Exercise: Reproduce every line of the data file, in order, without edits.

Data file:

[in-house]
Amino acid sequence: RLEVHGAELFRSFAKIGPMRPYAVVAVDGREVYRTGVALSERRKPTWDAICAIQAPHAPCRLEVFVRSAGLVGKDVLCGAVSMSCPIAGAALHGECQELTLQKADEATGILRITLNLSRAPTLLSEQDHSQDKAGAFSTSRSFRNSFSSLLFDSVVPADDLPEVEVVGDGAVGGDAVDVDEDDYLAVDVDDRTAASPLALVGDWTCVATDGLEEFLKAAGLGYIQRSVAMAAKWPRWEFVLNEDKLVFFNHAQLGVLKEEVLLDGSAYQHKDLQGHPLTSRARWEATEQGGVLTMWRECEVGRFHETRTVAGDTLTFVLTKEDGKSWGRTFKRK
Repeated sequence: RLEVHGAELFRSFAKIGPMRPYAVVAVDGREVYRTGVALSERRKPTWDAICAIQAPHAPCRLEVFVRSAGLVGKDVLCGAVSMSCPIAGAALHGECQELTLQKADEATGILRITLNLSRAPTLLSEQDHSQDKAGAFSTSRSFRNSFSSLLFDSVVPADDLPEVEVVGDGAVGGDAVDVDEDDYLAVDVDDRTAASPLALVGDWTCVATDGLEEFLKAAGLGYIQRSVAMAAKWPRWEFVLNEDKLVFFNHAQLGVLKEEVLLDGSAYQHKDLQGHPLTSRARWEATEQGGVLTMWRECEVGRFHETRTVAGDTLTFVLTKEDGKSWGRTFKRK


[in-house]
Amino acid sequence: RLEVHGAELFRSFAKIGPMRPYAVVAVDGREVYRTGVALSERRKPTWDAICAIQAPHAPCRLEVFVRSAGLVGKDVLCGAVSMSCPIAGAALHGECQELTLQKADEATGILRITLNLSRAPTLLSEQDHSQDKAGAFSTSRSFRNSFSSLLFDSVVPADDLPEVEVVGDGAVGGDAVDVDEDDYLAVDVDDRTAASPLALVGDWTCVATDGLEEFLKAAGLGYIQRSVAMAAKWPRWEFVLNEDKLVFFNHAQLGVLKEEVLLDGSAYQHKDLQGHPLTSRARWEATEQGGVLTMWRECEVGRFHETRTVAGDTLTFVLTKEDGKSWGRTFKRK
Repeated sequence: RLEVHGAELFRSFAKIGPMRPYAVVAVDGREVYRTGVALSERRKPTWDAICAIQAPHAPCRLEVFVRSAGLVGKDVLCGAVSMSCPIAGAALHGECQELTLQKADEATGILRITLNLSRAPTLLSEQDHSQDKAGAFSTSRSFRNSFSSLLFDSVVPADDLPEVEVVGDGAVGGDAVDVDEDDYLAVDVDDRTAASPLALVGDWTCVATDGLEEFLKAAGLGYIQRSVAMAAKWPRWEFVLNEDKLVFFNHAQLGVLKEEVLLDGSAYQHKDLQGHPLTSRARWEATEQGGVLTMWRECEVGRFHETRTVAGDTLTFVLTKEDGKSWGRTFKRK